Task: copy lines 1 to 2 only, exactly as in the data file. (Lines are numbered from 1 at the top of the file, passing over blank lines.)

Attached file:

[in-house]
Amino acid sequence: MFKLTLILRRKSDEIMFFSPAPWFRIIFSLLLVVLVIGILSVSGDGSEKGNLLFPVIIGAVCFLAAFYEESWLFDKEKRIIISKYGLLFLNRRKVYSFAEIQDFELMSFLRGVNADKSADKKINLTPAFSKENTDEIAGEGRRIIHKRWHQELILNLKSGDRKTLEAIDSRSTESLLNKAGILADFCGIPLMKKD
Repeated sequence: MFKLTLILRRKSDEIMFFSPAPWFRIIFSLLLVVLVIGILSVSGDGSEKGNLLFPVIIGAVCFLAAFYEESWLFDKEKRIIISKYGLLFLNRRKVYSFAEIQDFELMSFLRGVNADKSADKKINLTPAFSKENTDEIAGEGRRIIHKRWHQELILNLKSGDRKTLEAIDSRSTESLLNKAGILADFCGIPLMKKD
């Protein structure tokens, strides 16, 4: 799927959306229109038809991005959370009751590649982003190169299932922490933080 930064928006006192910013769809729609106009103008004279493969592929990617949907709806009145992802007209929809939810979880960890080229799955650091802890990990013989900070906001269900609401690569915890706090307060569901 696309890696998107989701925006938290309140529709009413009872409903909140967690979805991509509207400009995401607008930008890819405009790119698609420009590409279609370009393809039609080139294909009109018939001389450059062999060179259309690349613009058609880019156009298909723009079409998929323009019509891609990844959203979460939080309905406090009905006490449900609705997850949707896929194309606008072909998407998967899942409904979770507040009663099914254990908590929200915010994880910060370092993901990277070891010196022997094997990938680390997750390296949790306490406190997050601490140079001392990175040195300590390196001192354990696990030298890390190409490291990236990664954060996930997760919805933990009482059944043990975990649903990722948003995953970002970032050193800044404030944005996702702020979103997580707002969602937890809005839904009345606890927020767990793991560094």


[in-house]
Amino acid sequence: MFKLTLILRRKSDEIMFFSPAPWFRIIFSLLLVVLVIGILSVSGDGSEKGNLLFPVIIGAVCFLAAFYEESWLFDKEKRIIISKYGLLFLNRRKVYSFAEIQDFELMSFLRGVNADKSADKKINLTPAFSKENTDEIAGEGRRIIHKRWHQELILNLKSGDRKTLEAIDSRSTESLLNKAGILADFCGIPLMKKD